Instead of defensiveness, you want to take appropriate responsibility for your part. This means that you own even the smallest piece of the problem when it exists. People who take responsibility hear their partner out when they have a concern, validate the concern, and take pause before responding. This can sound like one partner saying, “Hey, I’ve noticed that when we go out with your friends, I am left alone in the corner. I feel really awkward in those moments. I need you to stay by my side a little more until I get to know them” (a gentle start-up). In turn, the other person responds non-defensively by saying, “You’re right. I shouldn’t walk away from you like that. I can imagine it’s uncomfortable when you don’t know everyone yet.”
We all get upset. It’s human to have overwhelming emotions from time to time. However, those that fair well in relationships tend to take responsibility for soothing themselves and they have partners who are willing to allow them to take the time they need to self-soothe. This means that when someone needs a break, they take it and the other person gives them space.
To overcome contempt, the person expressing it needs to lean into recognizing and expressing their own feelings. They likely also need to explore their past experiences that are leading them to feel anger and hostility toward their partner. Instead of showing contempt and saying “I can’t believe you are late. You disgust me,” a partner who can appropriately express themselves might say, “When you are late, I feel so angry.”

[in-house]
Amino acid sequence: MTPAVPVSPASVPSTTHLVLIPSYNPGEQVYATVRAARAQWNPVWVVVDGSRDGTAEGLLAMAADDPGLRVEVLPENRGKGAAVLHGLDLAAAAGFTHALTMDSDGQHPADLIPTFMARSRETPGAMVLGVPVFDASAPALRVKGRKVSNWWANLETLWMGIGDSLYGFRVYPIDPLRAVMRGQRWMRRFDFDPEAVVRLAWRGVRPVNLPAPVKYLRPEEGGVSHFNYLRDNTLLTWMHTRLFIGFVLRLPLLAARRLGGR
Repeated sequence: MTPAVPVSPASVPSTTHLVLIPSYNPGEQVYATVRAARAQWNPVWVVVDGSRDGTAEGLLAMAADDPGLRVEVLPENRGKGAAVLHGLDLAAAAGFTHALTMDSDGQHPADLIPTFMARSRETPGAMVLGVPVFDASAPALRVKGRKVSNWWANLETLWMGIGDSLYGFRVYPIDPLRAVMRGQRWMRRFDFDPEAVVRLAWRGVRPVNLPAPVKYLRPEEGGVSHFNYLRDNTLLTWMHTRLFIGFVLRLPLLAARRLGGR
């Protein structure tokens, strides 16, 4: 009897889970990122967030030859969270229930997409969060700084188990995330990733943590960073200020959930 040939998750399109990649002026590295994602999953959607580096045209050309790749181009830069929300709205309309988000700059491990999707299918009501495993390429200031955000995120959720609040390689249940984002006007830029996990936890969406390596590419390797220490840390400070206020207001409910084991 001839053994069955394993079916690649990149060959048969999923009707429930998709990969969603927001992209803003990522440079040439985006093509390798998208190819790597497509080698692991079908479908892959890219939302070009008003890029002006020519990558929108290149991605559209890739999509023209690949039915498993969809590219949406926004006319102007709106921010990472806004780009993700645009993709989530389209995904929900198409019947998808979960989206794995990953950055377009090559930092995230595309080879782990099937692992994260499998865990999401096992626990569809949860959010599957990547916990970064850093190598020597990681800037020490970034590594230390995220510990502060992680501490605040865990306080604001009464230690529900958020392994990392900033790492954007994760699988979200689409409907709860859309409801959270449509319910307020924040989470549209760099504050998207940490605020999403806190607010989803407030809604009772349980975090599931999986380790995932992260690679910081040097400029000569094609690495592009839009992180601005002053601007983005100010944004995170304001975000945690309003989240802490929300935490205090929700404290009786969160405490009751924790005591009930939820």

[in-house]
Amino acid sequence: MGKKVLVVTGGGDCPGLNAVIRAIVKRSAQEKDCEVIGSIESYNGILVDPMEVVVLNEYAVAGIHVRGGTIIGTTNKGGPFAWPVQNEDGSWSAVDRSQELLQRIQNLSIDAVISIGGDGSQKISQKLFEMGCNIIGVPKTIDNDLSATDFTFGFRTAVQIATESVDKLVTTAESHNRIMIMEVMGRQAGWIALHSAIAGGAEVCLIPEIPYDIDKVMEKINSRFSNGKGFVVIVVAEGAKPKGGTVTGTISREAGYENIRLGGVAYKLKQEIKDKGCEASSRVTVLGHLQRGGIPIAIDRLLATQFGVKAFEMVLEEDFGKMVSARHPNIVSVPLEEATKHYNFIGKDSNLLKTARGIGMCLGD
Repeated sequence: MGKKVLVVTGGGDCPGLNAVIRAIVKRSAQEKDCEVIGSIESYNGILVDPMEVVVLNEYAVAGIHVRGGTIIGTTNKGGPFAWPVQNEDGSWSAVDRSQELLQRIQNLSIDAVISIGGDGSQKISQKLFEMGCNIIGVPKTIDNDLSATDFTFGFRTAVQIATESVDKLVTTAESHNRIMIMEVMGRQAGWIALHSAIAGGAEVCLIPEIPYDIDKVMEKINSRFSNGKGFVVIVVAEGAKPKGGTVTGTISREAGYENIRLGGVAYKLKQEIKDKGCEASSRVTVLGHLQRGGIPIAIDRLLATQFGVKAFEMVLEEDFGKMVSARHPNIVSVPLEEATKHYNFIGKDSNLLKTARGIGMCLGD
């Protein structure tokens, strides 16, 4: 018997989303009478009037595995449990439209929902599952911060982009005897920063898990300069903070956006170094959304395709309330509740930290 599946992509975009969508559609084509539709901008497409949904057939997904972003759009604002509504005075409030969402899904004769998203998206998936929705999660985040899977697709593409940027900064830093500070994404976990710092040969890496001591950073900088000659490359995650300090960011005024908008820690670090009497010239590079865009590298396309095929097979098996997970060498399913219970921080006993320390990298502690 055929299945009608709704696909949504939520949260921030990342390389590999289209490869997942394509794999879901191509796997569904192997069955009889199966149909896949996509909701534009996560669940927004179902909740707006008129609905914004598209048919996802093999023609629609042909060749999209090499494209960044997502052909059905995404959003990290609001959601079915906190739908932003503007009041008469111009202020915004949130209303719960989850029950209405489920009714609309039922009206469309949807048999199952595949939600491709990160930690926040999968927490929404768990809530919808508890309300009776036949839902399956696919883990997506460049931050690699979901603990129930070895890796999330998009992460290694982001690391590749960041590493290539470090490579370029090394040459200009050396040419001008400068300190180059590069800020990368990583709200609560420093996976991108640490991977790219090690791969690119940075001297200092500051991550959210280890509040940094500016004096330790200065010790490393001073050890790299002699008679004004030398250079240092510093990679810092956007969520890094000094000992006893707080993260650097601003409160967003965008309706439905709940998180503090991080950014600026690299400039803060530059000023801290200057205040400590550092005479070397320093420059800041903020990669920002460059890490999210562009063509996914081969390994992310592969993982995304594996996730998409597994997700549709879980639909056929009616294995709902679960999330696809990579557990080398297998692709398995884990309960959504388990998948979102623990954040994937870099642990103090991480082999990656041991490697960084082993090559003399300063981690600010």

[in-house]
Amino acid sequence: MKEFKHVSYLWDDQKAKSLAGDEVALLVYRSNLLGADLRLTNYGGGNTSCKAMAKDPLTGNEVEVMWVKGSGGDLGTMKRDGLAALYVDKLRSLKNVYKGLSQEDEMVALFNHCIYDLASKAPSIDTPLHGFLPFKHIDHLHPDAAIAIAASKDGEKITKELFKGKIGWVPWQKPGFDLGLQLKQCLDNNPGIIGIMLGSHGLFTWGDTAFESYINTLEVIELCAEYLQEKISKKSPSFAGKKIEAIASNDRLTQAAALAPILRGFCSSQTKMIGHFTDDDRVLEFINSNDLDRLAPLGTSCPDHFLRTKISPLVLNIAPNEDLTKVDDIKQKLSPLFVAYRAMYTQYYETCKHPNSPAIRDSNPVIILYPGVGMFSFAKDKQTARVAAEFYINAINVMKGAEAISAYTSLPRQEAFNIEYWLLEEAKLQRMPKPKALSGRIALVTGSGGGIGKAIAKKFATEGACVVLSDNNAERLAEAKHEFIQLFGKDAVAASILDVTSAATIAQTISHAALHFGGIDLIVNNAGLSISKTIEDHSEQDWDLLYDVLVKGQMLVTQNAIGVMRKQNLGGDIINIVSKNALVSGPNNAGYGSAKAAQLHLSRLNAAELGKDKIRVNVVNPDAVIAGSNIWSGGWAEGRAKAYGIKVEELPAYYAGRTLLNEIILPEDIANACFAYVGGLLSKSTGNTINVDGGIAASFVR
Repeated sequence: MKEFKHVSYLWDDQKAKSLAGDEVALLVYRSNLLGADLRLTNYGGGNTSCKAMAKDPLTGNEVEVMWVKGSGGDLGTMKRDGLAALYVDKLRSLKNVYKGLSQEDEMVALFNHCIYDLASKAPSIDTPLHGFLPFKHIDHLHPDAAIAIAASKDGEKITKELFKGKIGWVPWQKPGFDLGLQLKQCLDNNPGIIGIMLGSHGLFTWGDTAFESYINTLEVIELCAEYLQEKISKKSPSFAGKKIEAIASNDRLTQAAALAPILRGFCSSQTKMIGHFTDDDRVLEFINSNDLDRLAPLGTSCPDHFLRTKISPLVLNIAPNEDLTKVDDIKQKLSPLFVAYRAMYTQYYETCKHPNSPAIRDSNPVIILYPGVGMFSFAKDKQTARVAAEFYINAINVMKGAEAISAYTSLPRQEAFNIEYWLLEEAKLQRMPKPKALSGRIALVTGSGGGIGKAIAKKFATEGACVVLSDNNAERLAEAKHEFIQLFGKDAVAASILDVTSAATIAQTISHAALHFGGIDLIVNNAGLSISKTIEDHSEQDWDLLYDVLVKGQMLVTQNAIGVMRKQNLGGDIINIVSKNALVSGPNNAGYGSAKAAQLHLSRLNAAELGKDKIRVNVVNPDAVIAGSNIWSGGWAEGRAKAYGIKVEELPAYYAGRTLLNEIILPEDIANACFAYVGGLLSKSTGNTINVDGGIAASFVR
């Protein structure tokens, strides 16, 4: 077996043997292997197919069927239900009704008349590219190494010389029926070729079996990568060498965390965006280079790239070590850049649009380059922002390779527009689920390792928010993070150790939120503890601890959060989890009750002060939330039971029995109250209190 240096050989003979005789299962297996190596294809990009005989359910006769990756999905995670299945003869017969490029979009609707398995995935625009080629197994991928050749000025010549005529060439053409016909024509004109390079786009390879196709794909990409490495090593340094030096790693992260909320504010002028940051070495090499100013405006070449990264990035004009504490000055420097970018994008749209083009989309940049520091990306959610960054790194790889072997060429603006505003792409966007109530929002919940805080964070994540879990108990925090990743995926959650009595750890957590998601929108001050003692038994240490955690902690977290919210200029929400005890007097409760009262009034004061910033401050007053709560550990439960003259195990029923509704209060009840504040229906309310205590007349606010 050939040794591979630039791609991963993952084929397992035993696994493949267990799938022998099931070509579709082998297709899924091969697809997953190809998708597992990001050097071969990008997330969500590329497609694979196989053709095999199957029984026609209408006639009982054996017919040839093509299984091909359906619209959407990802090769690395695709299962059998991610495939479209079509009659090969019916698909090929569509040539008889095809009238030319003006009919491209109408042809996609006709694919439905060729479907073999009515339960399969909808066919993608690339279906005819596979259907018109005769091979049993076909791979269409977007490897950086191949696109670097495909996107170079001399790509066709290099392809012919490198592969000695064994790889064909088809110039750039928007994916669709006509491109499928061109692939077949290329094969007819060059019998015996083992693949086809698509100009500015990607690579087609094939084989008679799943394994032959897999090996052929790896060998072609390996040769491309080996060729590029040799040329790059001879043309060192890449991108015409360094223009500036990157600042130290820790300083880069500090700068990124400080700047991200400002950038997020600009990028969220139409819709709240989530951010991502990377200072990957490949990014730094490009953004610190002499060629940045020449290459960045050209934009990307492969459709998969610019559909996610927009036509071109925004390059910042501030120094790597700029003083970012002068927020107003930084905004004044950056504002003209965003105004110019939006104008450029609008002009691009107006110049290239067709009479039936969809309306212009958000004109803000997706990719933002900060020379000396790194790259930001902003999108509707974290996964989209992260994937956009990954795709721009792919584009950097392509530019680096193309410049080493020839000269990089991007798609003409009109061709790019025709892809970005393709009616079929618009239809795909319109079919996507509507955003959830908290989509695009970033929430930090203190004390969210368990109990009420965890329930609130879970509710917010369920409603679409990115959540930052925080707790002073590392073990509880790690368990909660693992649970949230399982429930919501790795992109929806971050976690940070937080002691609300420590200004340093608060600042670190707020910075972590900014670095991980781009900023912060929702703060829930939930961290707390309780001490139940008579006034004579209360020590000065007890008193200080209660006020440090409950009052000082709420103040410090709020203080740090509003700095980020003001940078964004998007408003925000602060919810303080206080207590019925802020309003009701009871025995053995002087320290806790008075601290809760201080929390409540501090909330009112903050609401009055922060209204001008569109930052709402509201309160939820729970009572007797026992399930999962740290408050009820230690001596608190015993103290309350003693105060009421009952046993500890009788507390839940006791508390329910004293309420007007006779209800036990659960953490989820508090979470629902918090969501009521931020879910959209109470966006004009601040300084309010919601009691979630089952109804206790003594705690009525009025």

Moral of the story
The beginning of the relationship is full of happy hormones that want you to bond (and mate) with your new beau. Learning to recognize the signs of a healthy partner can help you to override some of those hormones and see a bit more clearly. Look out for people who are critical, defensive, withdrawn, or contemptuous. The use of these behaviors doesn’t mean that you shouldn’t be in a relationship with them, but it does mean you need to get curious about how they respond when you set boundaries around those behaviors.
Ultimately, we want partners who are gentle with us (even when they are upset), able to take responsibility for their actions (even when it’s hard), work with us to soothe our nervous systems, and own their past pain and resentment so that they don’t inflict it upon us.